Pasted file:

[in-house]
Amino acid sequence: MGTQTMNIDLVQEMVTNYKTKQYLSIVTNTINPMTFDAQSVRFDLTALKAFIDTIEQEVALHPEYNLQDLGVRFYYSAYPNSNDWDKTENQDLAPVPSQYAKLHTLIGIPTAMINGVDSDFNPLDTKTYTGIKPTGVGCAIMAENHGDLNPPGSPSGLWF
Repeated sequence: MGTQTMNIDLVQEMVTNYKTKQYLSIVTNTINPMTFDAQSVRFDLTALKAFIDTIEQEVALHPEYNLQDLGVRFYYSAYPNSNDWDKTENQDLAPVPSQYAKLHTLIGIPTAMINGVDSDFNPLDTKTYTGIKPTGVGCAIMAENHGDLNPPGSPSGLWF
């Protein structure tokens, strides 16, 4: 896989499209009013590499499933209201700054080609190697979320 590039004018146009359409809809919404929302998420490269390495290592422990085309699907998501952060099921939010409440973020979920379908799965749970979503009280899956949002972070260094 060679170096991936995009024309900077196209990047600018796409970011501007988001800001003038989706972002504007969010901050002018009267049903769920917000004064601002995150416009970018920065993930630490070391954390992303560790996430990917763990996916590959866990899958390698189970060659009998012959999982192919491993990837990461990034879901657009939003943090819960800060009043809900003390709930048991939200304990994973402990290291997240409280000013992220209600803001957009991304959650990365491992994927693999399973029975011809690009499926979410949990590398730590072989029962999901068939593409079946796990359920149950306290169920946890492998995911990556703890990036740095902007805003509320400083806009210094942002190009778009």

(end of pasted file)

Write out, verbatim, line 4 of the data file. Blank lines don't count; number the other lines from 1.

């Protein structure tokens, strides 16, 4: 896989499209009013590499499933209201700054080609190697979320 590039004018146009359409809809919404929302998420490269390495290592422990085309699907998501952060099921939010409440973020979920379908799965749970979503009280899956949002972070260094 060679170096991936995009024309900077196209990047600018796409970011501007988001800001003038989706972002504007969010901050002018009267049903769920917000004064601002995150416009970018920065993930630490070391954390992303560790996430990917763990996916590959866990899958390698189970060659009998012959999982192919491993990837990461990034879901657009939003943090819960800060009043809900003390709930048991939200304990994973402990290291997240409280000013992220209600803001957009991304959650990365491992994927693999399973029975011809690009499926979410949990590398730590072989029962999901068939593409079946796990359920149950306290169920946890492998995911990556703890990036740095902007805003509320400083806009210094942002190009778009």